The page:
By Dave Graham
MEXICO CITY (Reuters) - Mexico's federal comptroller's office said on Wednesday it would open an investigation into allegations that the Mexican unit of Wal-Mart Stores Inc bribed officials to expand its business in Mexico.
The office said it has begun checking the federal paperwork and permits Wal-Mart de Mexico, known as Walmex, obtained to open and operate its stores in Mexico.
The comptroller's office added that it would ask U.S. authorities for information on the case, in order to carry out its investigation.
Wal-Mart did not immediately comment on the investigation.
The world's largest retailer is also facing a criminal probe by the Department of Justice over potential violations of the U.S. Foreign Corrupt Practices Act, a U.S. law that forbids bribing foreign officials.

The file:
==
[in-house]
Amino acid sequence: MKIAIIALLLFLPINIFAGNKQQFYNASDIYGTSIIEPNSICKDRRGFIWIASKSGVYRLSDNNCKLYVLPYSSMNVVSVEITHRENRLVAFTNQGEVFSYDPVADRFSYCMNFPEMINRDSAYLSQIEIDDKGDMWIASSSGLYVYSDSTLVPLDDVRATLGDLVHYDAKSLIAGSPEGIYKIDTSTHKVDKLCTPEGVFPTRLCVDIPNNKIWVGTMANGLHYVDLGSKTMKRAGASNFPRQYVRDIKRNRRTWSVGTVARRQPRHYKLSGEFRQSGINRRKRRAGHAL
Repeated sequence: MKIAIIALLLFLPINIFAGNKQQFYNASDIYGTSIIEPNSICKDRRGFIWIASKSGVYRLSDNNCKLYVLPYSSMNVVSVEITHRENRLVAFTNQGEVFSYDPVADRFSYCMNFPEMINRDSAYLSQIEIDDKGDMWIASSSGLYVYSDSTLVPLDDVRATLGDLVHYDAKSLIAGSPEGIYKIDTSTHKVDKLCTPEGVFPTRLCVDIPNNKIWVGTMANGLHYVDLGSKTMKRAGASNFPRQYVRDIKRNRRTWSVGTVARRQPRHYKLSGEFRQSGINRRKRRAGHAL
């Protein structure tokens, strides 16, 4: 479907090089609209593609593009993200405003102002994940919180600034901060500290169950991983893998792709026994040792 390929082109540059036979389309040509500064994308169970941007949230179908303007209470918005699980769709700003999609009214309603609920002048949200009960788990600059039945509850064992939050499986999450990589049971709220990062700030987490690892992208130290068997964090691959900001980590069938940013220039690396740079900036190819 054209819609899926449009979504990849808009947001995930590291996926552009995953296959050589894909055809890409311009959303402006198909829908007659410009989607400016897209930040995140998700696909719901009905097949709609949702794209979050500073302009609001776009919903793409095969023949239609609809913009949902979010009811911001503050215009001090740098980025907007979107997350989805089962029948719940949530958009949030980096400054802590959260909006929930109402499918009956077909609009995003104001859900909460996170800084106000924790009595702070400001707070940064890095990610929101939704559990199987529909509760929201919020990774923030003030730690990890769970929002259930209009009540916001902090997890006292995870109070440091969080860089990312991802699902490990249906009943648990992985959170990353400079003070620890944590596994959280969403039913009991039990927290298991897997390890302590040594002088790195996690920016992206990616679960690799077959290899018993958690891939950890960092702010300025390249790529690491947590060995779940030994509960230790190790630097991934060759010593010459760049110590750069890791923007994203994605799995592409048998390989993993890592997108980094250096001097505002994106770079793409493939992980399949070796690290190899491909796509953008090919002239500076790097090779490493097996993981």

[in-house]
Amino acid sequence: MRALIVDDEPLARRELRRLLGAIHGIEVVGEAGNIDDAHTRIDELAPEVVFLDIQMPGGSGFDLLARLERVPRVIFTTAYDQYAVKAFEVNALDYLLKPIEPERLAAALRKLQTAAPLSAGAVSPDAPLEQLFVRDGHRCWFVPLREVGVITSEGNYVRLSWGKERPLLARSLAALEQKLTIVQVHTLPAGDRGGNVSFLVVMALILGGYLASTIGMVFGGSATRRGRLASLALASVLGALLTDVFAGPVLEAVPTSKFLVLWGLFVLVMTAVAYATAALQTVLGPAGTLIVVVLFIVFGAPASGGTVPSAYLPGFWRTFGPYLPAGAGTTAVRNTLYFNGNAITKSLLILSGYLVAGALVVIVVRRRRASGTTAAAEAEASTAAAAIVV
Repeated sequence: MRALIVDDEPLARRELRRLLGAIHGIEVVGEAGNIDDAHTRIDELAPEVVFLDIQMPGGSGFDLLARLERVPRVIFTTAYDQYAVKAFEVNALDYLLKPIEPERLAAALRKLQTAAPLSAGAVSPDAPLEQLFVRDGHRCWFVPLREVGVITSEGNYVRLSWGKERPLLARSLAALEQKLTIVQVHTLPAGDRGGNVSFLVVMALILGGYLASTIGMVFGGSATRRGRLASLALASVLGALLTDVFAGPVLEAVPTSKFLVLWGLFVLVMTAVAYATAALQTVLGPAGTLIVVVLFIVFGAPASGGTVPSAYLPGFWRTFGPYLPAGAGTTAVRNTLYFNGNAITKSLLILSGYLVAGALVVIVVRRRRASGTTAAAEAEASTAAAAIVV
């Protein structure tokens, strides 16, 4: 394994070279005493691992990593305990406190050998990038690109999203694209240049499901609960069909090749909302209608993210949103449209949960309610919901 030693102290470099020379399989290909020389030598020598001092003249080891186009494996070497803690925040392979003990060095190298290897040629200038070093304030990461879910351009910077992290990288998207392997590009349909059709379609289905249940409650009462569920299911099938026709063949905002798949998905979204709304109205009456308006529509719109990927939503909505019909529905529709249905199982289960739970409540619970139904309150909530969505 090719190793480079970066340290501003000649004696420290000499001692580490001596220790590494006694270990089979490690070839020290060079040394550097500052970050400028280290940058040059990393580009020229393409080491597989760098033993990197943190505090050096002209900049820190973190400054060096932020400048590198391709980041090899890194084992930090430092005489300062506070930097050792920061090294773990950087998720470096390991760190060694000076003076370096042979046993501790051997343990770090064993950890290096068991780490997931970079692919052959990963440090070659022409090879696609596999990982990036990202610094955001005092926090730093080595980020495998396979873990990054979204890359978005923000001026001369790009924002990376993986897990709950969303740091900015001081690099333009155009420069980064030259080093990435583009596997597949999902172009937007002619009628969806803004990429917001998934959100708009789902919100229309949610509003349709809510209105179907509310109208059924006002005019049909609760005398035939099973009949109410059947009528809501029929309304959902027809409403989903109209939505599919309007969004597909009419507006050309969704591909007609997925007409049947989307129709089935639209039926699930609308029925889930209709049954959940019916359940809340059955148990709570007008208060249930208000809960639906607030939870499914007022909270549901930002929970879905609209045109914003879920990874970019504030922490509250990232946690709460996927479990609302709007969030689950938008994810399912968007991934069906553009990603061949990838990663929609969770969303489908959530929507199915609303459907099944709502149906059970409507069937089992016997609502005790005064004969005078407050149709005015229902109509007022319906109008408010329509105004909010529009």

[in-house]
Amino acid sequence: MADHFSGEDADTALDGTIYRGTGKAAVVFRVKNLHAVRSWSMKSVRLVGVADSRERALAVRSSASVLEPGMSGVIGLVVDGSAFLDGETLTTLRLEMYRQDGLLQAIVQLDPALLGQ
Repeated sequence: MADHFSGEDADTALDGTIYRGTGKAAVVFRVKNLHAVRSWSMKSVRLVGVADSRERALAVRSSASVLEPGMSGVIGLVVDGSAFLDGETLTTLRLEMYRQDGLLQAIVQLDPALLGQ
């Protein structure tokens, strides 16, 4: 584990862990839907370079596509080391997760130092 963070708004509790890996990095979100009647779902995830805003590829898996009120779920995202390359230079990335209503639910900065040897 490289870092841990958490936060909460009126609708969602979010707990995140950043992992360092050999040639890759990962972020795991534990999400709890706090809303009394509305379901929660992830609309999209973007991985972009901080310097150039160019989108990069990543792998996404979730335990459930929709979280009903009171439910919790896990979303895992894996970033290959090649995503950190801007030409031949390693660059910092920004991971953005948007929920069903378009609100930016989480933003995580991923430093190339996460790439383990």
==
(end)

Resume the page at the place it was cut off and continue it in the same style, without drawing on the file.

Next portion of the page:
On Saturday, The New York Times reported that a senior Wal-Mart lawyer received an email from a former executive at Walmex in September 2005 that described how the Mexican affiliate, known as Walmex, had paid bribes to obtain permits to build stores in Mexico. The newspaper said that senior Wal-Mart officials stymied an internal investigation into the alleged bribery.
In response to that story, "We have met voluntarily with the U.S. Department of Justice (DOJ) and the Securities and Exchange Commission (SEC) to self-disclose the ongoing investigation on this matter," Wal-Mart said on Saturday. "We also filed a 10-Q in December to inform our shareholders of the investigation. The Company's outside advisors have and will continue to meet with the DOJ and SEC to report on the progress of the investigation."
(Reporting by Dave Graham in Mexico City, Jessica Wohl in Chicago, additional reporting by Aruna Viswanatha, David Ingram and Andrew Longstreth; Editing by Gerald E. McCormick and Matthew Lewis)
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